Conclusion: This is the first case series that reports the safety and feasibility of s-MOX in patients with mCRC who developed cardiac toxicity to 5-FU or capecitabine. The s-MOX regimen may provide an alternative treatment option for patients who either develop fluoropyrimidine-related cardiotoxicity or who have abnormalities in the DYPD gene.


MOX Regimen, Fluoropyrimidines, Cardiotoxicity, Dihydropyridine Dehydrogenase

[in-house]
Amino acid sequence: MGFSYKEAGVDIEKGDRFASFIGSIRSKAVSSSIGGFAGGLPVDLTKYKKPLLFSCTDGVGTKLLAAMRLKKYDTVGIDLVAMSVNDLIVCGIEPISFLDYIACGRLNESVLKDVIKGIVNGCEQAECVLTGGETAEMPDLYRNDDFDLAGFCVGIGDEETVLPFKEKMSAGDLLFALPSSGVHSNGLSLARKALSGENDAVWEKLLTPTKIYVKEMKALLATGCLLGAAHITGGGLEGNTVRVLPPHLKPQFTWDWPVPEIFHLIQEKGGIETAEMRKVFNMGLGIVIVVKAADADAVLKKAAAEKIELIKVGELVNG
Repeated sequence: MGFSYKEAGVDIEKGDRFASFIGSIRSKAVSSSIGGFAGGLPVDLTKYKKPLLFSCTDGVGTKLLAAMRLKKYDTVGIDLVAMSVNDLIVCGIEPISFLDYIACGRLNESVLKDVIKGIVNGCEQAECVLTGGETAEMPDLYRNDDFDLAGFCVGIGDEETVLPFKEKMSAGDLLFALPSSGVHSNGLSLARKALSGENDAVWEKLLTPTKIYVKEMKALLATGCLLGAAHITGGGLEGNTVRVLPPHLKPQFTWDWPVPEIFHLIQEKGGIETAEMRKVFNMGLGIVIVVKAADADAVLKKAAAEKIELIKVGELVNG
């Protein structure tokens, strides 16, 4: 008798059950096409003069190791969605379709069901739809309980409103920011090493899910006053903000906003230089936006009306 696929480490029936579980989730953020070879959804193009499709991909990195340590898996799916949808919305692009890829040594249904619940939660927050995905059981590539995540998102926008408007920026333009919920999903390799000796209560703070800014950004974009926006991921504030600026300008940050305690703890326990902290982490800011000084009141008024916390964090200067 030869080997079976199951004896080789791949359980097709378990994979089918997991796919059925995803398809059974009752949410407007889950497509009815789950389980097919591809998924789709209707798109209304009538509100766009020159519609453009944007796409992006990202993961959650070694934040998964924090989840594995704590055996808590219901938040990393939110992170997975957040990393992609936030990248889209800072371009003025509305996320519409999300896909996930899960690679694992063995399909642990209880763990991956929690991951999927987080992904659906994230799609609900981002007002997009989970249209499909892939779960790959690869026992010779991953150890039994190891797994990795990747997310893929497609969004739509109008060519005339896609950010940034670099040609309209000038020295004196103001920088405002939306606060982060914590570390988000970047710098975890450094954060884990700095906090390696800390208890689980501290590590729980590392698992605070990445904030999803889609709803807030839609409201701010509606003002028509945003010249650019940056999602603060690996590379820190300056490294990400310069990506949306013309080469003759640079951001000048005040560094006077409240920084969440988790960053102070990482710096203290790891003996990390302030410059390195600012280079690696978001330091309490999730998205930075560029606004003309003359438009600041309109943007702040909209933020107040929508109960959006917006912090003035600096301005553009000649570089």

5-fluorouracil (5-FU), an antimetabolite in the fluoropyrimidine class, is the third most commonly used chemotherapeutic agent worldwide for the treatment of solid malignancies [1]. Despite advances in novel cancer therapies, commonly used in combination with fluoropyrimidines, 5-FU remains one of the most effective and safe chemotherapy agents to manage colorectal cancer (CRC) [2]. The most common toxicities of 5-FU include mucositis, diarrhea, nausea, vomiting, and neutropenia [3]. The syndrome of cardiotoxicity has also been recognized in association with fluoropyrimidines, which are now reported as the second most common chemotherapeutic drug associated with cardiotoxicity after anthracyclines, with an incidence ranging from 1.5% to 18% [4]. Clinical manifestations of cardiotoxicity due to fluoropyrimidines may include angina, acute coronary syndrome including myocardial infarction, arrhythmias, heart failure and even sudden death [4]. Fluoropyrimidine-induced cardiotoxicity is known to vary with the method and schedule of administration, and dose of drug. While the mechanism by which these drugs provoke cardiac toxicity is largely unknown, several theories have been postulated; these include coronary vasospasm, increased endothelial thrombogenicity, direct toxic effects on endothelial cells, autoimmune reactions and variations in drug metabolism [ 5-7]. Abnormalities in the enzyme dihydropyridine dehydrogenase (DYPD) have also been associated with severe cardiotoxicity in patients taking fluoropyrimidines [ 5,6]. Anecdotal reports have also found this toxicity in patients with thymidylate synthase (TYMS) genetic polymorphisms [8].